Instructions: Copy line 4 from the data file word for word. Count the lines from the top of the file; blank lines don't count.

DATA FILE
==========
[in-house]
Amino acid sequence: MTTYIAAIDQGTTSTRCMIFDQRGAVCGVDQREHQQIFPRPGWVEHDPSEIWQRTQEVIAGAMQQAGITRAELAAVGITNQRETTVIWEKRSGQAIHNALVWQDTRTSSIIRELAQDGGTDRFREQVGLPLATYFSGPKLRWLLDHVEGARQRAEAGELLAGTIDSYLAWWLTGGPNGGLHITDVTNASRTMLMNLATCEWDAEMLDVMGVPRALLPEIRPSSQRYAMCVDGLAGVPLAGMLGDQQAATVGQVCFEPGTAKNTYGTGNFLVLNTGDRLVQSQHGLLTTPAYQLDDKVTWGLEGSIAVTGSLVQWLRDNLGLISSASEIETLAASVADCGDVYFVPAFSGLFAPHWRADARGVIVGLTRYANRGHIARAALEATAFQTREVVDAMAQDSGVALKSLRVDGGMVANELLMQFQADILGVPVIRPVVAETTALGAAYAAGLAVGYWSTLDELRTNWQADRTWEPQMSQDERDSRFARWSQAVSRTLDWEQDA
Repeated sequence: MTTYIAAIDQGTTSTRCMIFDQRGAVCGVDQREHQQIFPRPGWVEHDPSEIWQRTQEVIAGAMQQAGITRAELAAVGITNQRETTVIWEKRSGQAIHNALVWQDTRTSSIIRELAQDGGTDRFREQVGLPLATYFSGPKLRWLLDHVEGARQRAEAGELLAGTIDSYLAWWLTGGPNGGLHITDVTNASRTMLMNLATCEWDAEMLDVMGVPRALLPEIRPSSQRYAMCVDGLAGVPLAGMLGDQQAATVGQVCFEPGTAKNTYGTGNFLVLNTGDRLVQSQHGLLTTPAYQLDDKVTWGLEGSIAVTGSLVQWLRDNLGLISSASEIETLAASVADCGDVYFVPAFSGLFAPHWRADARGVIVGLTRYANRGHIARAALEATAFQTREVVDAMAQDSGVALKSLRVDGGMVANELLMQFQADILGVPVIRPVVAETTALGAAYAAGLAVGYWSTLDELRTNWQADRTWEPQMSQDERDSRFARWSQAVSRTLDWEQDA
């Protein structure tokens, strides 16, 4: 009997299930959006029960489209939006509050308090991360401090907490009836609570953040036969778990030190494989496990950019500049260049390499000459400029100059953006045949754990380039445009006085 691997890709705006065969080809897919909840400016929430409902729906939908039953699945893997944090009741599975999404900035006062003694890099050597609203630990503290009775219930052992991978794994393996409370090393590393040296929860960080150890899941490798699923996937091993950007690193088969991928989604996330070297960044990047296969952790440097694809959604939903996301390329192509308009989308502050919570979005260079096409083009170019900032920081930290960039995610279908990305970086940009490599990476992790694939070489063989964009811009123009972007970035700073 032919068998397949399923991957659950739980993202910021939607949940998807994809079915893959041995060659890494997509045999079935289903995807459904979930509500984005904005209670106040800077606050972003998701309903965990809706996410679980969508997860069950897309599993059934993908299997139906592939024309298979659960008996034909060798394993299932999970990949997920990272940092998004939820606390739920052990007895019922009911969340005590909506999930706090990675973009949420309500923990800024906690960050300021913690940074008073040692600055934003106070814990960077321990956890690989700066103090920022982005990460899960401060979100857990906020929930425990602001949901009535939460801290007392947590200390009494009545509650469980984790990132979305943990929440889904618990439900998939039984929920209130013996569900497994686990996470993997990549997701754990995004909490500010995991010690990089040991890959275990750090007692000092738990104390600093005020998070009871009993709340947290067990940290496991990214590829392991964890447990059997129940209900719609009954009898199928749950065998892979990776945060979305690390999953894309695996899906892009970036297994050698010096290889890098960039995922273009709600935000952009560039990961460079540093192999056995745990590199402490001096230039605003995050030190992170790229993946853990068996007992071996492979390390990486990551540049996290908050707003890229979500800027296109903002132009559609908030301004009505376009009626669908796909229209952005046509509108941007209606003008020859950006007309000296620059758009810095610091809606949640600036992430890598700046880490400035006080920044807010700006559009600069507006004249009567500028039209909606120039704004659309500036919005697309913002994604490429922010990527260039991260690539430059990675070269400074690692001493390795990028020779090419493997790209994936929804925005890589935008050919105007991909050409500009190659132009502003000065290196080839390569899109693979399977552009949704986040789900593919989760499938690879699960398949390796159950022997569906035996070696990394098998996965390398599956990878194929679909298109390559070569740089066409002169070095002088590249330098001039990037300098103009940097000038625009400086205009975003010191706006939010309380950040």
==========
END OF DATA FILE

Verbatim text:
């Protein structure tokens, strides 16, 4: 009997299930959006029960489209939006509050308090991360401090907490009836609570953040036969778990030190494989496990950019500049260049390499000459400029100059953006045949754990380039445009006085 691997890709705006065969080809897919909840400016929430409902729906939908039953699945893997944090009741599975999404900035006062003694890099050597609203630990503290009775219930052992991978794994393996409370090393590393040296929860960080150890899941490798699923996937091993950007690193088969991928989604996330070297960044990047296969952790440097694809959604939903996301390329192509308009989308502050919570979005260079096409083009170019900032920081930290960039995610279908990305970086940009490599990476992790694939070489063989964009811009123009972007970035700073 032919068998397949399923991957659950739980993202910021939607949940998807994809079915893959041995060659890494997509045999079935289903995807459904979930509500984005904005209670106040800077606050972003998701309903965990809706996410679980969508997860069950897309599993059934993908299997139906592939024309298979659960008996034909060798394993299932999970990949997920990272940092998004939820606390739920052990007895019922009911969340005590909506999930706090990675973009949420309500923990800024906690960050300021913690940074008073040692600055934003106070814990960077321990956890690989700066103090920022982005990460899960401060979100857990906020929930425990602001949901009535939460801290007392947590200390009494009545509650469980984790990132979305943990929440889904618990439900998939039984929920209130013996569900497994686990996470993997990549997701754990995004909490500010995991010690990089040991890959275990750090007692000092738990104390600093005020998070009871009993709340947290067990940290496991990214590829392991964890447990059997129940209900719609009954009898199928749950065998892979990776945060979305690390999953894309695996899906892009970036297994050698010096290889890098960039995922273009709600935000952009560039990961460079540093192999056995745990590199402490001096230039605003995050030190992170790229993946853990068996007992071996492979390390990486990551540049996290908050707003890229979500800027296109903002132009559609908030301004009505376009009626669908796909229209952005046509509108941007209606003008020859950006007309000296620059758009810095610091809606949640600036992430890598700046880490400035006080920044807010700006559009600069507006004249009567500028039209909606120039704004659309500036919005697309913002994604490429922010990527260039991260690539430059990675070269400074690692001493390795990028020779090419493997790209994936929804925005890589935008050919105007991909050409500009190659132009502003000065290196080839390569899109693979399977552009949704986040789900593919989760499938690879699960398949390796159950022997569906035996070696990394098998996965390398599956990878194929679909298109390559070569740089066409002169070095002088590249330098001039990037300098103009940097000038625009400086205009975003010191706006939010309380950040």